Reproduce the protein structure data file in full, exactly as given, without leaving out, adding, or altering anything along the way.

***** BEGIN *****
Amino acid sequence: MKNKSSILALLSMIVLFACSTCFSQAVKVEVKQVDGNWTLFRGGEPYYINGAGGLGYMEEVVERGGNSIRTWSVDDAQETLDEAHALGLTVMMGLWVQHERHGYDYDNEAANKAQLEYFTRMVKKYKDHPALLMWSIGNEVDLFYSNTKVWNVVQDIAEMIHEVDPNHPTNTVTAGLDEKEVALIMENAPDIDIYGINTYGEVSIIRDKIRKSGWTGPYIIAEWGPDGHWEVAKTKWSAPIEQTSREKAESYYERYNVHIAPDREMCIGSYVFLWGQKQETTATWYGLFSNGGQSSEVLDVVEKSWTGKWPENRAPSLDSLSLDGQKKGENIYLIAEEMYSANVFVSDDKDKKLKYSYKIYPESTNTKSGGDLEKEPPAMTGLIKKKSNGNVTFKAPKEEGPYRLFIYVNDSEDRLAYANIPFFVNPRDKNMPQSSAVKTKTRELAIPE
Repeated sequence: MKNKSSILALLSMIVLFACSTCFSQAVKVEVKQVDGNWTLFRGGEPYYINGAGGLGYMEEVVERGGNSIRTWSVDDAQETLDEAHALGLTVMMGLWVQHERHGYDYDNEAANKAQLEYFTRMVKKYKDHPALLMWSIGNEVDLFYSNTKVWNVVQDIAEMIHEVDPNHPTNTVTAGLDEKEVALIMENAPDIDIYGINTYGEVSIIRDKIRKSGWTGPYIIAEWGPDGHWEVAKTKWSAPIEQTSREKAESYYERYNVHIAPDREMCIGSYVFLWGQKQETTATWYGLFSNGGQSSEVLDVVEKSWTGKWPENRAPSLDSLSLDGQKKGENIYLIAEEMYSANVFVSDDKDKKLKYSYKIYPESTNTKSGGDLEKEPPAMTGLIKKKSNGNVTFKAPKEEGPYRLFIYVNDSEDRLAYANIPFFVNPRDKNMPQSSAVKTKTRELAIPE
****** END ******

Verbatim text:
Amino acid sequence: MKNKSSILALLSMIVLFACSTCFSQAVKVEVKQVDGNWTLFRGGEPYYINGAGGLGYMEEVVERGGNSIRTWSVDDAQETLDEAHALGLTVMMGLWVQHERHGYDYDNEAANKAQLEYFTRMVKKYKDHPALLMWSIGNEVDLFYSNTKVWNVVQDIAEMIHEVDPNHPTNTVTAGLDEKEVALIMENAPDIDIYGINTYGEVSIIRDKIRKSGWTGPYIIAEWGPDGHWEVAKTKWSAPIEQTSREKAESYYERYNVHIAPDREMCIGSYVFLWGQKQETTATWYGLFSNGGQSSEVLDVVEKSWTGKWPENRAPSLDSLSLDGQKKGENIYLIAEEMYSANVFVSDDKDKKLKYSYKIYPESTNTKSGGDLEKEPPAMTGLIKKKSNGNVTFKAPKEEGPYRLFIYVNDSEDRLAYANIPFFVNPRDKNMPQSSAVKTKTRELAIPE
Repeated sequence: MKNKSSILALLSMIVLFACSTCFSQAVKVEVKQVDGNWTLFRGGEPYYINGAGGLGYMEEVVERGGNSIRTWSVDDAQETLDEAHALGLTVMMGLWVQHERHGYDYDNEAANKAQLEYFTRMVKKYKDHPALLMWSIGNEVDLFYSNTKVWNVVQDIAEMIHEVDPNHPTNTVTAGLDEKEVALIMENAPDIDIYGINTYGEVSIIRDKIRKSGWTGPYIIAEWGPDGHWEVAKTKWSAPIEQTSREKAESYYERYNVHIAPDREMCIGSYVFLWGQKQETTATWYGLFSNGGQSSEVLDVVEKSWTGKWPENRAPSLDSLSLDGQKKGENIYLIAEEMYSANVFVSDDKDKKLKYSYKIYPESTNTKSGGDLEKEPPAMTGLIKKKSNGNVTFKAPKEEGPYRLFIYVNDSEDRLAYANIPFFVNPRDKNMPQSSAVKTKTRELAIPE